When is a business cofounder needed


I am technical founder right now of my own software startup.

Right now, I'm developing the software and am seeking a business cofounder.

I lack domain expertise in the various parts of the business side of a startup.

I am willing to learn it, but I cannot do everything (as I've recently had to learn myself).

I am talking to one particular business cofounder (business/marketing end), but he basically doesn't want to join yet because there is no product yet (I'm pounding my fingers working on it). Is this guy likely not the right business cofounder for my startup?

Ideally - while I'm busting my butt to develop, he could be busting his butt to realize our first clients, including beta testers, proper marketing/sales etc. There is no question the product in MVP form will be ready by May/June of this year.

Is this a realistic view of a business cofounder at this stage (pre-product) or is he right in not joining until a product is developed that he can sell?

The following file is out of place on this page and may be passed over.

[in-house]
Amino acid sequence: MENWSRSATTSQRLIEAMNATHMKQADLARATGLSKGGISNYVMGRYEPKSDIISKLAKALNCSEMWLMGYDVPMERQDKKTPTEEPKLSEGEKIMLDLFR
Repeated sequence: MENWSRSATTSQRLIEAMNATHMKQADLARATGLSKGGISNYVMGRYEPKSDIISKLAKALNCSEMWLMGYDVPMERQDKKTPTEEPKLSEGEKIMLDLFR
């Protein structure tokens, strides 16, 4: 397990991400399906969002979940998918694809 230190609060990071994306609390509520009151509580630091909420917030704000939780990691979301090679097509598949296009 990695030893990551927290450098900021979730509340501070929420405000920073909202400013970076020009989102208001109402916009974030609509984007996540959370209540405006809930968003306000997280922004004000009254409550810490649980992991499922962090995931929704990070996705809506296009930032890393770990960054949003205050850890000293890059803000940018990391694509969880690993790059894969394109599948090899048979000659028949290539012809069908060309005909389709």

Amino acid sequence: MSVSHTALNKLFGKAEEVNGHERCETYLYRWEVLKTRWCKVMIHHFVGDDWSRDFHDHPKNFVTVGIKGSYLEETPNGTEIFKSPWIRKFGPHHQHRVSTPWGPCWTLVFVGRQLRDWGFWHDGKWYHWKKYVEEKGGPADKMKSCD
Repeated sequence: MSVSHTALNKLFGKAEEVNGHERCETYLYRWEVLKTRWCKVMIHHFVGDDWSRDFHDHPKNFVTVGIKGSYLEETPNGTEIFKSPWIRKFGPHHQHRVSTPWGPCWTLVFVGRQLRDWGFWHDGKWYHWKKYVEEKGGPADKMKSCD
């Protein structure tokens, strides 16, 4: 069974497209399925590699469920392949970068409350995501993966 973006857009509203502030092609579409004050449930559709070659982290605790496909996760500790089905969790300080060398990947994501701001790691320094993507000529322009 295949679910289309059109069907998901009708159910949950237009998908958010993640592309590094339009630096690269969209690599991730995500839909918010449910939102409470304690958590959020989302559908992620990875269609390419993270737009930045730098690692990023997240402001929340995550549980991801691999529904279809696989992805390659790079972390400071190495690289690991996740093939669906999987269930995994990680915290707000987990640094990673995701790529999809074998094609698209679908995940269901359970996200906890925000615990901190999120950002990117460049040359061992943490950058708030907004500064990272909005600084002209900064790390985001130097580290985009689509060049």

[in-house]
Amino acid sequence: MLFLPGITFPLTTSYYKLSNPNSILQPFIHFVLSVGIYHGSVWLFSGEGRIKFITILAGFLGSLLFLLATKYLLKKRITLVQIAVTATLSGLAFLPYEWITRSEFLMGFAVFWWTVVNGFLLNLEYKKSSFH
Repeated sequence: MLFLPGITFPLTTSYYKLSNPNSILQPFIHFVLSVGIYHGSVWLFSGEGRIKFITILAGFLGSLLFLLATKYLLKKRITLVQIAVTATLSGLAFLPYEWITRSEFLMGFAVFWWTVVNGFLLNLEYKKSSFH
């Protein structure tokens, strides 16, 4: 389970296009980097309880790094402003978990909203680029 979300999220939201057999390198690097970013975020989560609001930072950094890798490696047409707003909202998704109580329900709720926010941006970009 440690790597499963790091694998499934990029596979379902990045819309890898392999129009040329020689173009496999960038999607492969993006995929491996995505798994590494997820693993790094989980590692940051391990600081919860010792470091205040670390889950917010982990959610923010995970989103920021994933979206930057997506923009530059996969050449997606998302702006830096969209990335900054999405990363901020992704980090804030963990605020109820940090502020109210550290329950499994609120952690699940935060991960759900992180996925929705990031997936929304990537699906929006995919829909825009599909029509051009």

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asked Jan 22 '13 at 06:30
Code Talk
253 points
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  • Can you describe what experience the co-founder brings to the project? Has he had any startup experience? – Jim Galley 10 years ago
  • He has worked with selling software, but not necessarily in a startup – Code Talk 10 years ago

1 Answer


Not wanting to join before the product is completed is bit of a red flag.

If you read all the lean startup approaches, customer development is needed to better shape what the MVP would be - as well as the price one would pay. This video quickly describes the pros behind customer development. Identifying problems worth solving and creating a working business model are as important (dare I say more important) than what you're coding.

And yes, it's a lot of work as well. But customer and product development efforts feed each other. The straight line approach (code / finish / QA / market / sell) sounds like what the other "founder" is following - which I will leave to you to determine whether that is the approach you wish to pursue. If you like the customer development approach, books like running lean, startup owners manual and the lean startup should give you some ideas.

answered Jan 22 '13 at 07:56
Jim Galley
9,952 points
  • Great points here . Thanks for your input. Yeah I dont quite know exactly the LSM yet, but it seems just logically like a step backwards taking a code->finish->qa->market->sell approach – Code Talk 10 years ago

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